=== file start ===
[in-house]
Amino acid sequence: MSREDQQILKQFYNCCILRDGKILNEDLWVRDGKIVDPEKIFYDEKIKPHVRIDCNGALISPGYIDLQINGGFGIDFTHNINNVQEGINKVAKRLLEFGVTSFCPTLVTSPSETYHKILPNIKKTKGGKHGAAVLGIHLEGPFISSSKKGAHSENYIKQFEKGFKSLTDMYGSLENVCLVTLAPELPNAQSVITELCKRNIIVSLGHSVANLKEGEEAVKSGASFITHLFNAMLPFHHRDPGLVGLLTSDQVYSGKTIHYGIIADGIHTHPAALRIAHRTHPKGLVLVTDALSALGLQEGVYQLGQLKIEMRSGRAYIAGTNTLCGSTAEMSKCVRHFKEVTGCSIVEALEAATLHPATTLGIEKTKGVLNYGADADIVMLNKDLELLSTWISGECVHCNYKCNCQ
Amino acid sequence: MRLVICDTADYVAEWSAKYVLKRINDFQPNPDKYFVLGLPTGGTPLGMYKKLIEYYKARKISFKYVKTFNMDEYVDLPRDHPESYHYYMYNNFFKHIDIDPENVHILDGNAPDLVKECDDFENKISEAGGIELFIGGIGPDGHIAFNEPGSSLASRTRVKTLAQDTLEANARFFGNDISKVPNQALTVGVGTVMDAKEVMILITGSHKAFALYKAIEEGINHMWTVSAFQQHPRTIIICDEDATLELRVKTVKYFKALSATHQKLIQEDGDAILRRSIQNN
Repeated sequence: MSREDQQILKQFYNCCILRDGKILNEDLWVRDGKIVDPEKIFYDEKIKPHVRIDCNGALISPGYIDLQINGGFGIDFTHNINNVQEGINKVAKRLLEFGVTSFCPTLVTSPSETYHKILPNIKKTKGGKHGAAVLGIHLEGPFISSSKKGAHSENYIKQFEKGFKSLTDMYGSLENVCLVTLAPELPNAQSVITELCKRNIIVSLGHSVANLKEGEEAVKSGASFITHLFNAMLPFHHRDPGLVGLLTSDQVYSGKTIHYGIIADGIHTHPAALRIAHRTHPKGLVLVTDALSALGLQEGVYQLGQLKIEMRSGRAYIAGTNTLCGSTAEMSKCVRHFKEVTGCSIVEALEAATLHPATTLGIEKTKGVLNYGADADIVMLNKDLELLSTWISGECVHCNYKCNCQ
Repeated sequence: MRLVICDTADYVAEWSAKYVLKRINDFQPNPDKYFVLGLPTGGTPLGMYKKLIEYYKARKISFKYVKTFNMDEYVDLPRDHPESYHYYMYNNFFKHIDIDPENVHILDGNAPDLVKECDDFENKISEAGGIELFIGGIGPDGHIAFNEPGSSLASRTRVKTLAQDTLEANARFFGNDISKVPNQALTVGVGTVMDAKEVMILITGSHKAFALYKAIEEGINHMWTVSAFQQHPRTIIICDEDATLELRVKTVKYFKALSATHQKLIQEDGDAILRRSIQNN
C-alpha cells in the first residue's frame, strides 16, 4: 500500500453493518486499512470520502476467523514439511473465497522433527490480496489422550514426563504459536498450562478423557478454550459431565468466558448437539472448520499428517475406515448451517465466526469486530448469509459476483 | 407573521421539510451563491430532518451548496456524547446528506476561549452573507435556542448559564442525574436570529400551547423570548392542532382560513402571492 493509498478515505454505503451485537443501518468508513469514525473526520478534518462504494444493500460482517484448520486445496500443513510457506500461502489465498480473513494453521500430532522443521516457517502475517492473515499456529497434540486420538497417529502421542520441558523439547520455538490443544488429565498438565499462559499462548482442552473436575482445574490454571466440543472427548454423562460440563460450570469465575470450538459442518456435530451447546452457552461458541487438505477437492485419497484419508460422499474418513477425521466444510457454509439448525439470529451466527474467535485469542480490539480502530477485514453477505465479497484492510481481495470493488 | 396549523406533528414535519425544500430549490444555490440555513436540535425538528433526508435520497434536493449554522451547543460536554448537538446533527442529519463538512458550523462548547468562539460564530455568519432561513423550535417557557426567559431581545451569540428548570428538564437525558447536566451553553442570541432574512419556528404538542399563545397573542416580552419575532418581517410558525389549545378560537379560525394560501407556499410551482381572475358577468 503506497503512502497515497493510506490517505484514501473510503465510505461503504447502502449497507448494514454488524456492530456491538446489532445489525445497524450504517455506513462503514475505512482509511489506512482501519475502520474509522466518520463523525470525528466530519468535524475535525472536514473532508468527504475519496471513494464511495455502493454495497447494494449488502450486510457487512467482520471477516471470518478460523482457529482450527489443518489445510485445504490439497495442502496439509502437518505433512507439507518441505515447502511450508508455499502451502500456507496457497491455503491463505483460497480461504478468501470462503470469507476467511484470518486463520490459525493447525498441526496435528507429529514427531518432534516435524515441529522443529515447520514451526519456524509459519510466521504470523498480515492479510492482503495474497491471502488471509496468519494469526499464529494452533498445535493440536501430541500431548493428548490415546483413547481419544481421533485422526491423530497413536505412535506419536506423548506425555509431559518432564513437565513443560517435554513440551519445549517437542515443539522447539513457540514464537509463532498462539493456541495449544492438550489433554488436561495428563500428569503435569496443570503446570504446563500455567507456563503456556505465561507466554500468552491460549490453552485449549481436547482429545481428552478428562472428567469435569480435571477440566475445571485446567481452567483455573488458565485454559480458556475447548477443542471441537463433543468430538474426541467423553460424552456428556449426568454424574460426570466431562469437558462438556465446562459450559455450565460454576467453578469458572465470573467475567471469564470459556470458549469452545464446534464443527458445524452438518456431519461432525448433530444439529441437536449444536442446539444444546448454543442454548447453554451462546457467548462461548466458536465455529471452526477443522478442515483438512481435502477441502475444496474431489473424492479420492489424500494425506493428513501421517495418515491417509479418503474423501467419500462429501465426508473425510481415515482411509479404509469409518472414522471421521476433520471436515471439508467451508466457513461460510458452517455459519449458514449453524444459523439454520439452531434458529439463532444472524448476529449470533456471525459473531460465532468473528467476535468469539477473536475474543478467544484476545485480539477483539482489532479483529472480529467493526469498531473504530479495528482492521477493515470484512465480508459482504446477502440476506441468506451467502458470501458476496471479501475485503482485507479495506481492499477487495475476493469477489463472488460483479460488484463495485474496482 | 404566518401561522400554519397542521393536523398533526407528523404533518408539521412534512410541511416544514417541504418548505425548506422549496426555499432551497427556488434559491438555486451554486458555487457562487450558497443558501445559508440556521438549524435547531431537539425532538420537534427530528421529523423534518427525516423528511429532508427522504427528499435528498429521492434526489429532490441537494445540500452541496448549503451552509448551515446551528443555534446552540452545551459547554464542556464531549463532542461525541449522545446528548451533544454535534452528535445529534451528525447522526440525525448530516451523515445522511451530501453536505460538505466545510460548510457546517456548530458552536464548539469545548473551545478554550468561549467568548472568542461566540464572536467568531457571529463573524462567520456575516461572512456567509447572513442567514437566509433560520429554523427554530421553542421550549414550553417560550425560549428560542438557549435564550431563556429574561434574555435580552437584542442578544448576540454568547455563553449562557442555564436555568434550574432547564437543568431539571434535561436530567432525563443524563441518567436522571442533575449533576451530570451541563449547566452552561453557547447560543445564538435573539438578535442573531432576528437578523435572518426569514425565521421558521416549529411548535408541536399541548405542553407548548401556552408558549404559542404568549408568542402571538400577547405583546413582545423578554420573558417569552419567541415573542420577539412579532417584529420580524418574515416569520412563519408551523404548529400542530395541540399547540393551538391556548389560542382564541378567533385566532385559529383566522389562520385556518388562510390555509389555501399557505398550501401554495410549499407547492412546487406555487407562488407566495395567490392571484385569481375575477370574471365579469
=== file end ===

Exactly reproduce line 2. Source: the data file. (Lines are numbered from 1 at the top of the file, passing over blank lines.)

Amino acid sequence: MSREDQQILKQFYNCCILRDGKILNEDLWVRDGKIVDPEKIFYDEKIKPHVRIDCNGALISPGYIDLQINGGFGIDFTHNINNVQEGINKVAKRLLEFGVTSFCPTLVTSPSETYHKILPNIKKTKGGKHGAAVLGIHLEGPFISSSKKGAHSENYIKQFEKGFKSLTDMYGSLENVCLVTLAPELPNAQSVITELCKRNIIVSLGHSVANLKEGEEAVKSGASFITHLFNAMLPFHHRDPGLVGLLTSDQVYSGKTIHYGIIADGIHTHPAALRIAHRTHPKGLVLVTDALSALGLQEGVYQLGQLKIEMRSGRAYIAGTNTLCGSTAEMSKCVRHFKEVTGCSIVEALEAATLHPATTLGIEKTKGVLNYGADADIVMLNKDLELLSTWISGECVHCNYKCNCQ